I Lost Her Forever
If no one sees it happen does that mean no one will believe it did.
Confession: once while I was bench pressing I dropped the bar on my chest and got stuck. I was twenty something and at the end of my workout.
Because I was young and invincible I didn’t have a spotter and I figured that it was only 225 pounds. Since I could lift far more I arrogantly believed that even though I was exhausted I could run through a fourth set and all would be fine.
It was until my arms went on strike and I the bar came crashing down on my chest.
I refused to ask for help and began squirming my way into a position to push the bar off of me but was spared potential injury when someone noticed my struggle and ran over to help me.
I Lost Her Forever
“Daddy, mommy is crying in the kitchen. You need to help her.”
I looked at my daughter and told her this was one of those times where it was ok for an adult to be upset. My son looked at his sister and then at me, “dad we don’t know how she died.”
“I think she had a stroke, but I really don’t know. I am not sure that is the part that matters. Mom and Katie have been friends since they were four. Go give her a hug, you’ll help more than you know.”
Katie was only 44. She had was a very sweet woman but she was a mess and had been for years. If you wanted to see what mental and emotional abuse could do to a person she was a good example about why some parents should lose their kids.
I met her when my then fiancee introduced us in ’95. I liked Katie, she was nice and very sweet but I thought Vegas was a bad place for her and her husband to live. They drank and smoked too much for a place like that.
They thought so too so they moved out into the Nevada desert. I don’t know how much that helped or hurt, we didn’t see them often. Life got in the way.
“Dad, come here too, we all need to hug mom.”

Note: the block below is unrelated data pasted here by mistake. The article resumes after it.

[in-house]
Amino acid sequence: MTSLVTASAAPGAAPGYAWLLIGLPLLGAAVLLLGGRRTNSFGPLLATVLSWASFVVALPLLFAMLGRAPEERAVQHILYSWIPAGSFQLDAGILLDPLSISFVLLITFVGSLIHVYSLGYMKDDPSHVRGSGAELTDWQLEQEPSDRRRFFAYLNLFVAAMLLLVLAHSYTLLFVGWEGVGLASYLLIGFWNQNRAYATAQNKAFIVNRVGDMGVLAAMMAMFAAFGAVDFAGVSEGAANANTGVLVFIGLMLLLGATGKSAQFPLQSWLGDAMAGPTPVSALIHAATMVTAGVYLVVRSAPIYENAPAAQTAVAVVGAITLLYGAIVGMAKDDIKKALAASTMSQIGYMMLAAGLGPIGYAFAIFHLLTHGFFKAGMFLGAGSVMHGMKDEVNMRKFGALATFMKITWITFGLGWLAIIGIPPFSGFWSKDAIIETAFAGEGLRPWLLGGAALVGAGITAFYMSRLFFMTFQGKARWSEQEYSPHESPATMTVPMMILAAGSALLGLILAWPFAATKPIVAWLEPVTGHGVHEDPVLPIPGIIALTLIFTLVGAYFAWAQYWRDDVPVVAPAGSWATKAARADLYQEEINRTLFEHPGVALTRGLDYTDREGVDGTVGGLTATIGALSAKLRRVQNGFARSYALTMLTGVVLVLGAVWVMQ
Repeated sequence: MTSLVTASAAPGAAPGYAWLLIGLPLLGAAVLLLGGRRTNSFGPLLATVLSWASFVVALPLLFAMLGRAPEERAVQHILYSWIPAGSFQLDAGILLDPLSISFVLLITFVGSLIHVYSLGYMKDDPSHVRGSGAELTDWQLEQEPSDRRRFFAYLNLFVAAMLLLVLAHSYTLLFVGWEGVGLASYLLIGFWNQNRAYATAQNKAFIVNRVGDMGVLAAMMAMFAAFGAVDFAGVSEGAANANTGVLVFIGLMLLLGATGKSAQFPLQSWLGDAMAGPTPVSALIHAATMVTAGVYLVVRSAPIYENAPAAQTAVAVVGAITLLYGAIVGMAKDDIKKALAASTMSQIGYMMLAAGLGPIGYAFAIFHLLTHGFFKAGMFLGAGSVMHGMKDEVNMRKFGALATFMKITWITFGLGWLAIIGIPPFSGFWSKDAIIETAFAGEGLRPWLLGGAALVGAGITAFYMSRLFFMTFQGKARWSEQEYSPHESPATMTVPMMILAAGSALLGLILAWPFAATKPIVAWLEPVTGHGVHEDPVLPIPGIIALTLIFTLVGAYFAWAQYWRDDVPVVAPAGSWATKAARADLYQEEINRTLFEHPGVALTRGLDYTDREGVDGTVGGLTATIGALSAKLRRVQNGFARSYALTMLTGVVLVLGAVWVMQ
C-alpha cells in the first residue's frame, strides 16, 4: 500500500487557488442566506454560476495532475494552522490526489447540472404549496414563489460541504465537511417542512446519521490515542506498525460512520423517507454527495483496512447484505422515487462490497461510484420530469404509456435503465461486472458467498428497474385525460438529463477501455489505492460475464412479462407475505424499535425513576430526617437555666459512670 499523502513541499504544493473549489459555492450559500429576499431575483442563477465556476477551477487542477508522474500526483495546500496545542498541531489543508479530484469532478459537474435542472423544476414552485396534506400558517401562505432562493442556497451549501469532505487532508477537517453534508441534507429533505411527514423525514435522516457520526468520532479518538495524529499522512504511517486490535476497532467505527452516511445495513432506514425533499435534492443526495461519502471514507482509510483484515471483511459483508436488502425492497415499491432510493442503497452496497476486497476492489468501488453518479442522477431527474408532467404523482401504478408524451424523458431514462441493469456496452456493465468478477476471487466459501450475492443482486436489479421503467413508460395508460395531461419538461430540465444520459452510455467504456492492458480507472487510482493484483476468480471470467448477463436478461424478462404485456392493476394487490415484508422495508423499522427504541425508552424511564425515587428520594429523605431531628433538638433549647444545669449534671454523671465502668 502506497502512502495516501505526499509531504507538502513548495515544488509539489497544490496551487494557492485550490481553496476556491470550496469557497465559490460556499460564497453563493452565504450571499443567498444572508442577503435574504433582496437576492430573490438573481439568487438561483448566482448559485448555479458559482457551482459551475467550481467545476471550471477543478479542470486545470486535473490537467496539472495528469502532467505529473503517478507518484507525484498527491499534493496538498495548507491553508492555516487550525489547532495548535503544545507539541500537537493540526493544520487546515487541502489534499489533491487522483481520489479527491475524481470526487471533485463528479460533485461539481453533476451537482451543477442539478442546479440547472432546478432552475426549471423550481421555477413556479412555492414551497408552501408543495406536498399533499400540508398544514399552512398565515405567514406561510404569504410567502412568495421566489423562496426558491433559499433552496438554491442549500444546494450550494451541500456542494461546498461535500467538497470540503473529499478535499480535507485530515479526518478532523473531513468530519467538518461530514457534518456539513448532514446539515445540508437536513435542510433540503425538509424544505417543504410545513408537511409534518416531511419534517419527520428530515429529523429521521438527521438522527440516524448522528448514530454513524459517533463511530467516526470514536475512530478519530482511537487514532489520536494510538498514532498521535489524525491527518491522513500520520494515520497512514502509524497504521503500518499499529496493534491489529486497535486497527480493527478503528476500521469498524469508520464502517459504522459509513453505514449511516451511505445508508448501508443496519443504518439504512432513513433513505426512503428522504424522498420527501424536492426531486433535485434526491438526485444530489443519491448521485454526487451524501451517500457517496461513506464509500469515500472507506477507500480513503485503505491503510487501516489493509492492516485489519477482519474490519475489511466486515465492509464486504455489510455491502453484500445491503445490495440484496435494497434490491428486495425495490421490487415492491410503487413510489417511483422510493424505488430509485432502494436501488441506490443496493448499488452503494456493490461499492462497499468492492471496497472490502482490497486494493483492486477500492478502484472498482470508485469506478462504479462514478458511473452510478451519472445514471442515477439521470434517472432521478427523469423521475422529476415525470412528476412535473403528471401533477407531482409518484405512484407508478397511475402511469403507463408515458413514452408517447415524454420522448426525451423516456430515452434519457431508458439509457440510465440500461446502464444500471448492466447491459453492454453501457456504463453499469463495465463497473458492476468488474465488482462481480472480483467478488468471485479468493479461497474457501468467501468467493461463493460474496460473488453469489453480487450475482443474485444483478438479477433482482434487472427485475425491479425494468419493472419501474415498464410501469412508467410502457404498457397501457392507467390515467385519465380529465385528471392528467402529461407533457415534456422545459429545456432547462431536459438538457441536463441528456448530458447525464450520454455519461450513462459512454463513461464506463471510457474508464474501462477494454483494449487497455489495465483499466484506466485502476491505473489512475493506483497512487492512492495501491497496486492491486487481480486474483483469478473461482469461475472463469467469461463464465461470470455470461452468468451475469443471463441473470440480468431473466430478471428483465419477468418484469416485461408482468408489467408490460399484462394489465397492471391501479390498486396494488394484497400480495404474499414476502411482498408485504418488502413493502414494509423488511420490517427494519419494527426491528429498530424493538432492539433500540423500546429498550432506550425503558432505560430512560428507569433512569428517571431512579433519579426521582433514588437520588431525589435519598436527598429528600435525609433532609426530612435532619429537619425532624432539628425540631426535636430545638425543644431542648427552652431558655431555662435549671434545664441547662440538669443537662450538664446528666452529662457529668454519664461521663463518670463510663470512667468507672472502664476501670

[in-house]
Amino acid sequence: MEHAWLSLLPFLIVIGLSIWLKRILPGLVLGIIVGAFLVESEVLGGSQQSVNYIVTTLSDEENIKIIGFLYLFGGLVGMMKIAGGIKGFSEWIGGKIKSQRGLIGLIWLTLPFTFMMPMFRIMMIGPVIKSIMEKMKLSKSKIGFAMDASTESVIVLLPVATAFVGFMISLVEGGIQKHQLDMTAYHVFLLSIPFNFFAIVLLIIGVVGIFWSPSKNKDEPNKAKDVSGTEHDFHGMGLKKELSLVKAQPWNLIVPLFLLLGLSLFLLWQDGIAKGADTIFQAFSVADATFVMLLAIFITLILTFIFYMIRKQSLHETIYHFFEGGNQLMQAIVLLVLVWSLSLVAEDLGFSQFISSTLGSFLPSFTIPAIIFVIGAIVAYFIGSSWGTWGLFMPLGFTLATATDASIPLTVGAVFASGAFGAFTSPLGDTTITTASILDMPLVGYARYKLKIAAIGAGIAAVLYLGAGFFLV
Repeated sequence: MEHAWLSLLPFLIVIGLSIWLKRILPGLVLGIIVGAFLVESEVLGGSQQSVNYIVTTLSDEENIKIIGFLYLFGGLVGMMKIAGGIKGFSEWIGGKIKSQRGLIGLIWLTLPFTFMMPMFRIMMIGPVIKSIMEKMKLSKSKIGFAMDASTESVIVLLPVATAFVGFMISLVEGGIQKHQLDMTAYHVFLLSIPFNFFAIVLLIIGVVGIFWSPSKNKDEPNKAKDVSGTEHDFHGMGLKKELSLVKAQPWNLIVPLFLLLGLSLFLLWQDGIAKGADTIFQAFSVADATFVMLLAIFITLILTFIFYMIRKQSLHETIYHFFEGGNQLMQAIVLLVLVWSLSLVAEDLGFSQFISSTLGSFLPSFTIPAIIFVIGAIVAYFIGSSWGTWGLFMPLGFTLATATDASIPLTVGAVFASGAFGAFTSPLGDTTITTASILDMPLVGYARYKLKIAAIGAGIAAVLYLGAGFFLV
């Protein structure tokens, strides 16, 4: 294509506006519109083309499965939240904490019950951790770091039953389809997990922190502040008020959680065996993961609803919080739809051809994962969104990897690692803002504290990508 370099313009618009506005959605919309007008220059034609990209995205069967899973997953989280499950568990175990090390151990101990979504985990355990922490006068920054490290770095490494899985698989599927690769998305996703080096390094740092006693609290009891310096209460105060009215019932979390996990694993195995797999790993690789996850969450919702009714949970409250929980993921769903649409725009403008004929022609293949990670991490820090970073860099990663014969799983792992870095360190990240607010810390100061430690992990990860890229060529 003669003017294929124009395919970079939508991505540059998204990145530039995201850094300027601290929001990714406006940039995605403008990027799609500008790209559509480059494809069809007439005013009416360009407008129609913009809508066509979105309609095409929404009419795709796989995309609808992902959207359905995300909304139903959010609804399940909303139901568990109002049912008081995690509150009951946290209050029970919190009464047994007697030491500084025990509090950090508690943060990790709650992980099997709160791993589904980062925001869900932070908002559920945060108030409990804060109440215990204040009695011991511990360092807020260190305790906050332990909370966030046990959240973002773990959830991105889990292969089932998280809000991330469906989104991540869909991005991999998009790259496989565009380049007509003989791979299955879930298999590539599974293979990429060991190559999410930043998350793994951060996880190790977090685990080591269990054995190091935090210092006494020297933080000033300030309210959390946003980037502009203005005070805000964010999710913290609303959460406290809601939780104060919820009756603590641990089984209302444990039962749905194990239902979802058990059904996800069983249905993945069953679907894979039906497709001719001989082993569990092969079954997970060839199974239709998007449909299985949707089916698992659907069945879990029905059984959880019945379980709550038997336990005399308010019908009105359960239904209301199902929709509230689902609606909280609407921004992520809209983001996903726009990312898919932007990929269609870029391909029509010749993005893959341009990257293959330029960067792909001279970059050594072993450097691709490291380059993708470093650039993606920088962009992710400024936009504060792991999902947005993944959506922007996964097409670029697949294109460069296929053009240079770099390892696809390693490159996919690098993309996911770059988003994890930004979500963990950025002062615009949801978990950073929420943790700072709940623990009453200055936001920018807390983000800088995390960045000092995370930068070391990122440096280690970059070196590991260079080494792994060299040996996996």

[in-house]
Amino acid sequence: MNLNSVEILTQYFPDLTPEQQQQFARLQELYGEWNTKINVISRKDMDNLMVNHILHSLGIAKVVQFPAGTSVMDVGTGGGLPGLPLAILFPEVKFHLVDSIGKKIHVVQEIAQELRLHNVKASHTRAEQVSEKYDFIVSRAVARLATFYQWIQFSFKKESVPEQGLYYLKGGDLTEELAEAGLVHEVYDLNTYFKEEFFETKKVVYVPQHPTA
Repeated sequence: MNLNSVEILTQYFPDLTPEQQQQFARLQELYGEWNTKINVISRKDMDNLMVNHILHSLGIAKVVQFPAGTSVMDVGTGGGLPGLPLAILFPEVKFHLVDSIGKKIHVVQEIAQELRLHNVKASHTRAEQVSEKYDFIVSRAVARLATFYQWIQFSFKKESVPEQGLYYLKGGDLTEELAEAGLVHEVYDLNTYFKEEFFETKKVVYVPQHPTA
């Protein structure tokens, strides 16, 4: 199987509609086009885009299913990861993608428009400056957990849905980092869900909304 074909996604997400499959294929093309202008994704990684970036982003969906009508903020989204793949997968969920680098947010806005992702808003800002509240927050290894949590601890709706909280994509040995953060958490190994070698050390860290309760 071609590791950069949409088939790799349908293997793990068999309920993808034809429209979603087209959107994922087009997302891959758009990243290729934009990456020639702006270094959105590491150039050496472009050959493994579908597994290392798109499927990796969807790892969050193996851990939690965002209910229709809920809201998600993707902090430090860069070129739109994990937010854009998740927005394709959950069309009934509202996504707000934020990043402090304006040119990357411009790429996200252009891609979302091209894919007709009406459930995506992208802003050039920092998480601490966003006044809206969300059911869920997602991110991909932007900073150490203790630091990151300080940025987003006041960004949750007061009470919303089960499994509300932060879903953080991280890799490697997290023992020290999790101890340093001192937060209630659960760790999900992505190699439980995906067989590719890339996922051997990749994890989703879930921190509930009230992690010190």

“Jack, I lost her forever. I should have done more.”
“You did as much as you could, you couldn’t fix what was broken there.”
Later that evening my son asked me to explain.
“Dad, what was broken and why couldn’t it be fixed?”
“It is complicated. Her parents did a number on her, when she was little they told her she was bad and she never forgot that. Some things stick with you.”
Jerusalem, Texas & The Desert
I am standing in the Judean Hills, alone in the moonlight staring off towards Jerusalem and thinking about the home I intend to build. It is not imminent, this home I want. I am 25 and though I want to be a father I know I am not ready.
Alone in the darkness I try to picture the life I want to create but even though I think I know what I want the images are blurry. I see faces but I can’t quite make them out.
Decades later I am wandering through Hulen Mall in Fort Worth and I realize I haven’t heard anyone speaking Hebrew in forever. It surprises me at how loud the silence is.
The guy at the counter hands me my pretzel and I sit down to eat, think and watch the people walk by. Once I was convinced I would live my life in Israel but now I am not sure if that will ever happen.
Texas is home.
I look around and think about how comfortable I feel. The silence in some areas is jarring but it is ok, because I have known for years that one day I would live here.
Never really understood it until now, but recognition settles in and I understand it is one of several places that just feels like home. One of several places that I am connected to, that I feel like I have long history with.
Many months later I’ll lock my apartment, hop into the car and head back towards LA.
Alone in the desert I’ll see more images in my head of the life I have had and the one I am creating but the faces aren’t completely blurred anymore.
Some are the same and some are…new.
I can dunk a tennis ball on the ten foot rim and can even get a volleyball through but the basketball keeps slipping out of my grip.
Eventually I put one through, but I can’t tell you if I look like Jordan or some awkward kid flailing through the air. There is no video, no film nor photo of it.
It is just me and an empty gym.